Let $T(V, E)$ be a rooted tree with root $r$.
If $T$ has no other vertices, then the root by itself constitutes the preorder traversal of $T$.
If $\lvert V \rvert > 1$, let $T_1, T_2, \dots, T_k$ denote the subtrees of $T$ from left to right. The preorder traversal of $T$ first visits $r$ and then traverses the vertices of $T_1$ in preorder, then the vertices of $T_2$ in preorder, and so on until the vertices of $T_k$ are traversed in preorder.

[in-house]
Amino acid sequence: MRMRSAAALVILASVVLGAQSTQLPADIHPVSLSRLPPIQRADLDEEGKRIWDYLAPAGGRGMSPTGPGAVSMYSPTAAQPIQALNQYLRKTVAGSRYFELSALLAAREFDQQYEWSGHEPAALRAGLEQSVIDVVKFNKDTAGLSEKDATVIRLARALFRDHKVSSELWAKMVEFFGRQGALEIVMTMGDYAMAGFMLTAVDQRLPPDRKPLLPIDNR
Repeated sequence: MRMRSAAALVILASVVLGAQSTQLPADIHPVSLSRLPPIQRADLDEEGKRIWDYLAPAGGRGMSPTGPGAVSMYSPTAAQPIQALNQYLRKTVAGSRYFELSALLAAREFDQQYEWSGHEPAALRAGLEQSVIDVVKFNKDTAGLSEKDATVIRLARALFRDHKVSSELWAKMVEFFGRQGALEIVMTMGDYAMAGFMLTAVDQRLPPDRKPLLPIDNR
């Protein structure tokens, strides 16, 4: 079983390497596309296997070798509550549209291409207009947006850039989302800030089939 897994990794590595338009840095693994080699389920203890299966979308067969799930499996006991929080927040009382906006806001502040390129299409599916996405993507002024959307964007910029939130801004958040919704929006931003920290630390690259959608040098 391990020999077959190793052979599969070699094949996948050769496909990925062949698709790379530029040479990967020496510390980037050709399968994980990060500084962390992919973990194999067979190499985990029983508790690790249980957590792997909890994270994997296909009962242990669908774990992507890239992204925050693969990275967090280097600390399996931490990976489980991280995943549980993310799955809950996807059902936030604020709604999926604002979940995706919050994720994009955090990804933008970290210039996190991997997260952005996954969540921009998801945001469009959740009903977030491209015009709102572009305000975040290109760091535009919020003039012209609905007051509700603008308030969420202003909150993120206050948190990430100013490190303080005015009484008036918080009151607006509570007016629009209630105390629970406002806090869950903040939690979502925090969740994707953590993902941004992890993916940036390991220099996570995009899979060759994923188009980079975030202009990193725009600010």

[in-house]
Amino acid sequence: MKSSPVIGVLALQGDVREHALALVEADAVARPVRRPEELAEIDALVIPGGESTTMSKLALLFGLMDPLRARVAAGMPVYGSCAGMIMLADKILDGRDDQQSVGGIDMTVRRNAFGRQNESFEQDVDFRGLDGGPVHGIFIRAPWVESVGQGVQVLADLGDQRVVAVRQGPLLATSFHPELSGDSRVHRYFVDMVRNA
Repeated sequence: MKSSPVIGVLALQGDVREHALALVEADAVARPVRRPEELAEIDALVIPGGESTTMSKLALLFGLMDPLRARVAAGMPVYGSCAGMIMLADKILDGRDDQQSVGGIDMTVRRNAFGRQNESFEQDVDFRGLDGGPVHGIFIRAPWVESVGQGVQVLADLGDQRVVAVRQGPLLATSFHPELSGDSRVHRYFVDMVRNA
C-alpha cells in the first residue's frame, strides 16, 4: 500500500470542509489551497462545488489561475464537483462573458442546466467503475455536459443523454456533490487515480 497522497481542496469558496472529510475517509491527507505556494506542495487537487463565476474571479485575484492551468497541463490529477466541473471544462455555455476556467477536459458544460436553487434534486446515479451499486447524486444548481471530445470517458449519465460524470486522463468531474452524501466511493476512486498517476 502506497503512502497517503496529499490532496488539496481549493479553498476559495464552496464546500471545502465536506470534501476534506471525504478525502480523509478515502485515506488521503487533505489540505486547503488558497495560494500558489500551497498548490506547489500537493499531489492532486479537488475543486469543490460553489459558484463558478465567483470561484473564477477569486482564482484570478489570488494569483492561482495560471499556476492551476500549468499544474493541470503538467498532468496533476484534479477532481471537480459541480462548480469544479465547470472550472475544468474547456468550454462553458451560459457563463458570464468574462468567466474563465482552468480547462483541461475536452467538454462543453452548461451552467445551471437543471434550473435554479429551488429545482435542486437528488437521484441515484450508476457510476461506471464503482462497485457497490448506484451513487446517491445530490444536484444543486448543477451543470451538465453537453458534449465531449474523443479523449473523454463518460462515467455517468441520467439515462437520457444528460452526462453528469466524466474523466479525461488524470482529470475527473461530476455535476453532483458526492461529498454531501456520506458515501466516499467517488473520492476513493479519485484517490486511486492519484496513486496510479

How does one prove, using the above definition, that a preorder traversal of a rooted tree $T(V, E)$ can be computed in $O(\lvert V \rvert)$ time? Since $T$ is a tree, $\lvert E \rvert = \lvert V \rvert - 1$, and so showing that a preorder traversal algorithm simply visits the vertices and edges of $T$ a constant number of times and does constant work on each visit would do it. Obviously this is true, but how does one prove this formally?